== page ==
FPGA configuration and Verilog Introduction

FPGA Configuration and Verilog Introduction

Hello all. We are back with the exciting series of FPGA tutorials for beginners. This is the 3rd blog of the series and in this blog we will discuss how to configure our FPGA for any specific work. As we discussed earlier, FPGA has a large number of configurational logic blocks that are interconnected between each other and we configure it as per the need of our project. FPGA configuration means loading the FPGA chip with configuration data through any external agent and FPGA is in “ON” state.

This process of configuration is divided into three process :-

  1. Master mode : In this mode the configurational data is stored in external nonvolatile memories like PROM, Parallel or SPI FLASH. Data is loaded in CLBs during the configuration process to operate as a specific application. The configurational clock is provided by FPGA which is acting in master mode.
  2. Slave mode : In this mode, the whole process is controlled by an external agent. The external agent may be a processor or any microcontroller. Clock input is fed through an external agent for slave mode of operation. It can be performed by either serial or parallel method.
  3. JTAG mode : This method uses the JTAG interface for downloading prototypes on FPGA. It is very common in on board testing and debugging the hardware. Most commonly used is four-wire JTAG that consist of TDI, TDO, TCK, TMS lines for communication.

FPGA Configuration JTAG Master/Slave Mode   

Method 1

   FPGA Configuration JTAG Master/Slave Mode

Method 2

FPGA Configuration JTAG Master/Slave Mode

Method 3

Now that we have seen the various ways of configuring FPGA, I sometimes mentioned configurational data. So the question is What is configurational data?

Configurational data is the data that contains all the information related to our design. We load this data on FPGA and then the FPGA performs any function according to that. So now we will see how to generate this kind of data.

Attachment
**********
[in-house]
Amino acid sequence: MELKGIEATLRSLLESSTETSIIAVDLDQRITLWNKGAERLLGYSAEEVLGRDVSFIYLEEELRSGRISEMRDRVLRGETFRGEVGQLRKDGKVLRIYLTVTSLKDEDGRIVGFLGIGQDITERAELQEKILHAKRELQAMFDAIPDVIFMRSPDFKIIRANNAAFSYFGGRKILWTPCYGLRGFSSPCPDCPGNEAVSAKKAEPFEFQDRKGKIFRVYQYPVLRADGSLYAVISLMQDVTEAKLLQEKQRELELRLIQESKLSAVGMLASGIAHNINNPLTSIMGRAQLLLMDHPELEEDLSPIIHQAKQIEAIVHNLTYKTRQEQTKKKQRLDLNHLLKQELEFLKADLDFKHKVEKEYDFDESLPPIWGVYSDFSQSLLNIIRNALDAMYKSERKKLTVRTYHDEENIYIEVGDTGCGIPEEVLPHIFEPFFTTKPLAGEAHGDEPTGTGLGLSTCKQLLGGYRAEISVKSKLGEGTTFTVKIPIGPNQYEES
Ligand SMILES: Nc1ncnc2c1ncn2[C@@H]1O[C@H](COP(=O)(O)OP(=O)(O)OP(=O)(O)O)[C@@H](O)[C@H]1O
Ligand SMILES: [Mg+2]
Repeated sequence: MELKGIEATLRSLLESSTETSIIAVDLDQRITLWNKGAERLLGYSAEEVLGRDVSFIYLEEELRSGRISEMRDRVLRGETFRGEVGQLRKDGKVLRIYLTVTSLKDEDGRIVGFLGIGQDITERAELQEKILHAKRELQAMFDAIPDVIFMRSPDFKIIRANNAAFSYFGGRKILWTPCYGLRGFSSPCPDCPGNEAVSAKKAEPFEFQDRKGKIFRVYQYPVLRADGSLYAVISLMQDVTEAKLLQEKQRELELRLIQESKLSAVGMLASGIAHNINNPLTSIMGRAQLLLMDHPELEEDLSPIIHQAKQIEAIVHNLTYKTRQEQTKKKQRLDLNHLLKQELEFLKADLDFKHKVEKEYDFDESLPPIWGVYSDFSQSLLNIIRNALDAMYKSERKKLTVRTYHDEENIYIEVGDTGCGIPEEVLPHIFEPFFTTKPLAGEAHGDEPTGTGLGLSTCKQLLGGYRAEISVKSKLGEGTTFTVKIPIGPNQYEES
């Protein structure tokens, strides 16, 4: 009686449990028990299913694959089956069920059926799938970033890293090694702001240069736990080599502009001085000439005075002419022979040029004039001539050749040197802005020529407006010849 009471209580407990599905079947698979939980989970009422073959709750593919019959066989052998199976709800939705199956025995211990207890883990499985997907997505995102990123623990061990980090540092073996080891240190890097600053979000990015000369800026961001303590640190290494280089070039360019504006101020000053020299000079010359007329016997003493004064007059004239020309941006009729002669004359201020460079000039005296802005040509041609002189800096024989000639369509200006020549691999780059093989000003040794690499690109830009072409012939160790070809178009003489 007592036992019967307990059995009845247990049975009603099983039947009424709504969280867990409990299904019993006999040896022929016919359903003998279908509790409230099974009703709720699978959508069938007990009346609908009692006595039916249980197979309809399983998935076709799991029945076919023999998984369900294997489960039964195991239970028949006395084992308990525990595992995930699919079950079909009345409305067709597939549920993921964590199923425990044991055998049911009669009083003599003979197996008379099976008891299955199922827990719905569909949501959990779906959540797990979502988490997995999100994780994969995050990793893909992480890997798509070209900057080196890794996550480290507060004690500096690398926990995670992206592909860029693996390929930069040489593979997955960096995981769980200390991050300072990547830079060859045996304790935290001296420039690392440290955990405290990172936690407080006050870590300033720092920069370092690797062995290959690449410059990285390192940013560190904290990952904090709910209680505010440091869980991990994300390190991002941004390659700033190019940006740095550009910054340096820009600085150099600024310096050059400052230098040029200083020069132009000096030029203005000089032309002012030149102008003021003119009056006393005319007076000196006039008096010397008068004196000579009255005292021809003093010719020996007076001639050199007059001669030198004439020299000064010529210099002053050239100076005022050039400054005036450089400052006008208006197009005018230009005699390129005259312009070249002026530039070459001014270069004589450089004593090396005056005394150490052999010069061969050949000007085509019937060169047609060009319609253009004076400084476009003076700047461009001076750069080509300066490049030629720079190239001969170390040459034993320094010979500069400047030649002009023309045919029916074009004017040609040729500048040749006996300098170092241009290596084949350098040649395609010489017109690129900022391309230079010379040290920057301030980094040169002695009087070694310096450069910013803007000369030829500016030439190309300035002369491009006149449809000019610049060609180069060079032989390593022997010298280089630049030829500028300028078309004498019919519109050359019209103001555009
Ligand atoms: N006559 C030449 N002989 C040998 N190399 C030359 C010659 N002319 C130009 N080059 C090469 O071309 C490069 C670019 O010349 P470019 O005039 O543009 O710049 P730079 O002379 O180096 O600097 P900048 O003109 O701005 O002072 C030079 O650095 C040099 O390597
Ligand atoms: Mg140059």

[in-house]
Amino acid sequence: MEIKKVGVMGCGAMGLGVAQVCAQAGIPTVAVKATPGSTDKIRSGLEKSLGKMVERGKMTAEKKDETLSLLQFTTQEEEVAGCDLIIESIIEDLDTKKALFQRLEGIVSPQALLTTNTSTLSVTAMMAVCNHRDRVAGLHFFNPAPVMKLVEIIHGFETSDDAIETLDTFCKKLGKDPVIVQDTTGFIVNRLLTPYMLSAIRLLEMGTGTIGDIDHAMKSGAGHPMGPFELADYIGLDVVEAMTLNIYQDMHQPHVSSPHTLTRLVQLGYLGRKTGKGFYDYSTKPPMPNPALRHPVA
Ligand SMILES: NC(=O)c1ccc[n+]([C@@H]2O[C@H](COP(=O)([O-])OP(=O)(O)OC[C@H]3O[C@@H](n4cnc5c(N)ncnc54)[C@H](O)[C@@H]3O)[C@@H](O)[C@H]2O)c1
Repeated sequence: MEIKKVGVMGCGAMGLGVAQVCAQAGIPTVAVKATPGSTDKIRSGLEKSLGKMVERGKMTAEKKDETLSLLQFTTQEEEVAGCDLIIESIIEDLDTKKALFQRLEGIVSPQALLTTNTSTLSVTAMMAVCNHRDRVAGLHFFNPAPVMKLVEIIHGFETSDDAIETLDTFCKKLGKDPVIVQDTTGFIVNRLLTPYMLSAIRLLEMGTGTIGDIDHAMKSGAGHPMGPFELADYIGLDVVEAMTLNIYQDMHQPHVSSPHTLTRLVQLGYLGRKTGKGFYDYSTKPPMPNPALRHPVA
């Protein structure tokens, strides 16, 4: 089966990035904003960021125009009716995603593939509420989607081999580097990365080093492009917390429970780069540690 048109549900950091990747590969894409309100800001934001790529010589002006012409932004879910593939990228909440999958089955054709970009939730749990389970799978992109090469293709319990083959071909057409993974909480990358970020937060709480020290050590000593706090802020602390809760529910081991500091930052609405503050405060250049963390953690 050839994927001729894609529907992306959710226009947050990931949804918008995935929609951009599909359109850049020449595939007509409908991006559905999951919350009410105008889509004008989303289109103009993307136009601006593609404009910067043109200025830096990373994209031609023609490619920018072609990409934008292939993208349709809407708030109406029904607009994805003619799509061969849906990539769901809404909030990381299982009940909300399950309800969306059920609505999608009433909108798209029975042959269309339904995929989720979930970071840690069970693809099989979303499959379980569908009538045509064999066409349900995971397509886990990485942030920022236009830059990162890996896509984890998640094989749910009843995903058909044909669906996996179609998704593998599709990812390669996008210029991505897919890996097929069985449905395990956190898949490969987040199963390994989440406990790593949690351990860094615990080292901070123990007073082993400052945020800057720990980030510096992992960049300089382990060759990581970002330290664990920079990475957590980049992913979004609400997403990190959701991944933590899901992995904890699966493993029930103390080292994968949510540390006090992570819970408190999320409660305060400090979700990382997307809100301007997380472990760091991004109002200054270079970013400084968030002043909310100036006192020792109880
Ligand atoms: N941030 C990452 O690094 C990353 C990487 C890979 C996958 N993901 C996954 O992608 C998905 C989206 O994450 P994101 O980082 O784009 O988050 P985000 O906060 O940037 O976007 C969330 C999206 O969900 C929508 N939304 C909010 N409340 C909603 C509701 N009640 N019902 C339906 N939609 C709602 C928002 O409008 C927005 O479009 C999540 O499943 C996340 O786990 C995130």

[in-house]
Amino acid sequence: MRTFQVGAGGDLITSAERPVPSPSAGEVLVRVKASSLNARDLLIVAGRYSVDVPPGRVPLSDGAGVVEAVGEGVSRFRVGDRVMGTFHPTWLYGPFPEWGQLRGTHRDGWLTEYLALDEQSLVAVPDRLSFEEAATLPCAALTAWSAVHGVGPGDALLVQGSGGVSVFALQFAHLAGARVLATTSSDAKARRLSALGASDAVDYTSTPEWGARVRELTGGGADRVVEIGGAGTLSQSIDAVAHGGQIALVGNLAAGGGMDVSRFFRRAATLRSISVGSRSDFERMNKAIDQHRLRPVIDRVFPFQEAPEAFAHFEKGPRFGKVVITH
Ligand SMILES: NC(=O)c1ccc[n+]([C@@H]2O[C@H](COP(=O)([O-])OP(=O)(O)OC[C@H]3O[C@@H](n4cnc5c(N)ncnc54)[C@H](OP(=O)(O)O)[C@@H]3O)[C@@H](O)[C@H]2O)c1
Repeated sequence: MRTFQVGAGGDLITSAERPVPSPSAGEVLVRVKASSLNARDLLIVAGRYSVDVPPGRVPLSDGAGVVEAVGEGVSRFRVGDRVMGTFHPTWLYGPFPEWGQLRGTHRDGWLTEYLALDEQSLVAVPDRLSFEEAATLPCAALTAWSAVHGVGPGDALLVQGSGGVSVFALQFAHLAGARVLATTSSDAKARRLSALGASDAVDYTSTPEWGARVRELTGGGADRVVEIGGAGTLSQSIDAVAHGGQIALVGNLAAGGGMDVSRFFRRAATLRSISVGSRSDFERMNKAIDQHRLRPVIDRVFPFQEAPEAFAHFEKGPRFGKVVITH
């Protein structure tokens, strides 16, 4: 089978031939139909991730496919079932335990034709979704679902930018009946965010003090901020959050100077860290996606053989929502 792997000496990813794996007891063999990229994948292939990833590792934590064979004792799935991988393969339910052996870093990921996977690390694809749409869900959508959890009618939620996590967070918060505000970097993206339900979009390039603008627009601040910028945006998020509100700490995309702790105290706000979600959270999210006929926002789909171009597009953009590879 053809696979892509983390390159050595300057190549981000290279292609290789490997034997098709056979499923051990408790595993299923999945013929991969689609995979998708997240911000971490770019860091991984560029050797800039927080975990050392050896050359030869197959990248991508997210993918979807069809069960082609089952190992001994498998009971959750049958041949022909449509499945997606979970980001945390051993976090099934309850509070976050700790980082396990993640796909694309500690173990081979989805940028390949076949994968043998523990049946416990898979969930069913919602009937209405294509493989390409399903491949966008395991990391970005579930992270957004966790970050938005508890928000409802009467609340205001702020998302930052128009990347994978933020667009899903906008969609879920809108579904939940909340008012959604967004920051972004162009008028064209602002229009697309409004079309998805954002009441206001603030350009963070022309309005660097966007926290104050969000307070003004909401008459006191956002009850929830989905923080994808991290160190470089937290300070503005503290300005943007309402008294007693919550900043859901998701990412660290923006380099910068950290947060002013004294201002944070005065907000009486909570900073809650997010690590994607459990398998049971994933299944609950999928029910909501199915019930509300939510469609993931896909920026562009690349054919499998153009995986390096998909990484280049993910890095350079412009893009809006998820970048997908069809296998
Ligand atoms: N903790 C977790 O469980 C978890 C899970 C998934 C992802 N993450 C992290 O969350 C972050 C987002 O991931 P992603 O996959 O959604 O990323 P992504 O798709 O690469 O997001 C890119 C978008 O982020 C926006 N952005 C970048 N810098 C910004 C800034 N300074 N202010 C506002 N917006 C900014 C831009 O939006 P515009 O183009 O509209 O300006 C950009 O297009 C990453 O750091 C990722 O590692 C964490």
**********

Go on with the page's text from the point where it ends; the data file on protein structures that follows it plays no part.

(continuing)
For generating such data we use a tool that is known as HDL (Hardware Descriptive Language). There are two famous HDLs in use, one is verilog and the other is VHDL. Verilog is based on c programming language while VHDL is based on Ada and Pascal language. VHDL is older than Verilog. We will use verilog in this series as it’s easy for beginners to understand this.

Now that we have seen what to use to get the configurational data, we need some environment to write and test our piece of code before directly uploading it onto the hardware. This saves our time and makes the process more efficient. Just like for any programming language we use a text editor and a compiler, here also we will use a verilog simulator for writing and testing our codes. Some of the free available simulators are Icarus Verilog, Verilator, Clever, Verilogger, Veriwell, etc. There are some paid softwares like Xilinx Design suite ISE, etc. I will be using Xilinx ISE through the tutorial but you can use any free software as per your wish.

Now we are all set to learn Verilog

Before Verilog, life was full of schematics. Every circuit design was designed using schematics, regardless of the complexity and time. This was a tedious process and was too prone to error, but after the introduction of Verilog life became a lot more simple. Verilog design cycle is just like any programming language. There are few steps to follow to make efficient codes :

  • Specifications
  • High level  design
  • Low level design
  • RTL coding
  • Verification
  • Synthesis

We first decide our specifications (specs) for the design. The restrictions that we want to put on our design, then we make a block diagram according to our specs which is known as high level design and then we go for low level design also known as micro design. Let’s take an example. We want to make a circuit that performs arithmetic addition and subtraction operation. So we will go step wise and see how it’s done.

  • Specifications : Our design needs to do arithmetic operations on two inputs (say 8 bit inputs)
  • High level design : We know two inputs will go into some blackbox which have some circuitry and it will give one output, there will be a control signal  for telling whether to add or subtract and a carry signal as shown in the figure below (note we assume carry in to be zero for simplicity).

  • Now we will see the low level design. This blackbox named arithmetic block performs a specific task of adding or subtracting two numbers depending on the control signal. So this can be considered a functional block. We can define this block by using modules in verilog. Below is the example of how a module is described.

MODULE : Syntax for defining modules is shown in the figure above. It starts with module and ends with endmodule. Everything inside this block is for the particular module.

PORTS : For any circuit we need inputs and we process then and give outputs. So port declaration is must. Input ports are declared as input {name} and output ports as output {name}. We can declare a bi-directional port too. Syntax for this is inout {name}.

For defining vector signals we use the following syntax input/output/inout {name}[x:y] as shown above A,B are two vector inputs and Y is a vector output. All three are 8 bit long.

Now after specifying the ports we specify the functionalities of the modules. To keep this blog short we will do that in the next blog. Stay tuned and stay safe!!

This blog has been submitted by KRSSG, IIT-Kharagpur under the Robocraze Club Outreach Program.

Author: Anubhav Prasad

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